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Ofcoms Proposals to Curb Additional Broadband Charges
By: MarkJ - 28 February, 2008 (1:33 PM)

Ofcom has today proposed new measures to ensure that "extra charges" are fair and that landline, broadband, mobile and pay-TV providers clearly market the true cost of their services. Consumers have long complained about unexpected charges, which often crop up as part of complicated contract terms.

Some providers are known to make a range of additional charges, for example, when consumers choose to pay by cash or cheque rather than by Direct Debit; cancel a contract before the minimum period has finished; or make a late payment.

The regulators draft guidance stresses the need for providers to be clear and up front with their customers, doing more to make it easy for users to understand the charges. The key proposals are as follows:

Charges for paying bills by cash or cheque rather than by Direct Debit
  • When providers advertise prices, they must make clear what any extra charges for paying by cash or cheque will be.

  • If a provider does not make the extra charges prominent and transparent enough that consumers see them as part of the main price under the contract, then the charges must reflect direct costs only. They should only include the provider’s extra costs of collecting normal payments and not an opportunity to collect further revenue.

  • However, where the extra charges are prominent and transparent enough, normal competition – and not regulation – will provide price discipline on behalf of consumers. Customers will then have all the information that they need to know which provider to choose.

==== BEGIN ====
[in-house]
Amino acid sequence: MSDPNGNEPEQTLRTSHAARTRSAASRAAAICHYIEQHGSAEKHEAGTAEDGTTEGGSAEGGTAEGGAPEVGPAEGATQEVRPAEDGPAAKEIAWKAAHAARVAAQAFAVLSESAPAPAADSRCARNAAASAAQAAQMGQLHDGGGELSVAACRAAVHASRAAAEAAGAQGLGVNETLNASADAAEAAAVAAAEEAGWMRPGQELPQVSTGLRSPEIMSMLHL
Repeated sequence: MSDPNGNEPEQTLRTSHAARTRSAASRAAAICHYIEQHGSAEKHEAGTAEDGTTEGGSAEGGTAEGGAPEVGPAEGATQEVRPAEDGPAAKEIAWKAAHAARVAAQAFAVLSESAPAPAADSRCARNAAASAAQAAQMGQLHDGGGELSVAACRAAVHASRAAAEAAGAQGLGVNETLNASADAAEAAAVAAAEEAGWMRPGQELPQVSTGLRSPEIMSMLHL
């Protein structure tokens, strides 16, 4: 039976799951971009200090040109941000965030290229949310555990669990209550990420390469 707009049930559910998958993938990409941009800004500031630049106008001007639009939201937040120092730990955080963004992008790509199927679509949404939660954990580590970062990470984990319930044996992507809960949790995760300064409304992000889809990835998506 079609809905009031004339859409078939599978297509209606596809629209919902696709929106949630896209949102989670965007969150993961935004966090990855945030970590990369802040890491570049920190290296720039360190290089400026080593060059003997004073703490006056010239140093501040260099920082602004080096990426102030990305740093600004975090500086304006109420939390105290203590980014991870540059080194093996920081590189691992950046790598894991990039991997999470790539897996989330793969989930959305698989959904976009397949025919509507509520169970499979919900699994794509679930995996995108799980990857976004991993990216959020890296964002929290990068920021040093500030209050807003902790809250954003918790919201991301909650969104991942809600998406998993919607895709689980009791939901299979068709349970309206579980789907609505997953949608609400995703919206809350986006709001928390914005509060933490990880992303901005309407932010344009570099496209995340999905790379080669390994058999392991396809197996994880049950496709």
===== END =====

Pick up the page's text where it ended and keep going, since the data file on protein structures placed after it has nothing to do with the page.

Charges for late payments and failed payments
  • Providers should make consumers much more aware of these charges.

  • A charge should only be made after consumers have had a fair chance to pay their bills.

  • The charges should reflect only the direct costs providers incur, like the true extra cost of collecting the money.
Minimum contract periods and charges for canceling contracts
  • Providers must make the length of contracts clear, as well as the costs involved if a consumer chooses to break a deal.

  • Subsequent contract periods should not be imposed unless there is a clear benefit to the consumer and cost to the provider.

  • A consumer who ends a contract early should never have to pay more than the payments left under the contract period - in fact they should often pay less than this, to reflect costs providers save because the contract ends early and their ability to recoup sums by selling services to other consumers.

The consultation is published here:
http://www.ofcom.org.uk/consult/condocs/addcharges

The closing date for responses is 8 May 2008. Ofcom expects to publish the final guidance in autumn 2008.


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